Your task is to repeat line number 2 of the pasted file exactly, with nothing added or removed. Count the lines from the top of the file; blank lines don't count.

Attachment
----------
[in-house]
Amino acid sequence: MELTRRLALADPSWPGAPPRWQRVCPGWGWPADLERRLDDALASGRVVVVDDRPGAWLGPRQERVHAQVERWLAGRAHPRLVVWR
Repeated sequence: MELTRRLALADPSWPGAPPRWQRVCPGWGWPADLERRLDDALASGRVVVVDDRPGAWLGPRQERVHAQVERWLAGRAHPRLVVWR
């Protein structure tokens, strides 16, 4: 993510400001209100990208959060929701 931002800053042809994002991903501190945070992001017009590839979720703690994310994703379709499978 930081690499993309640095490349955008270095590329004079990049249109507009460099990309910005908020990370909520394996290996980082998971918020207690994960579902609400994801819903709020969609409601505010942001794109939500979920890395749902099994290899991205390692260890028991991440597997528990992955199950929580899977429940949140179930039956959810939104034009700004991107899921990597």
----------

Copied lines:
Amino acid sequence: MELTRRLALADPSWPGAPPRWQRVCPGWGWPADLERRLDDALASGRVVVVDDRPGAWLGPRQERVHAQVERWLAGRAHPRLVVWR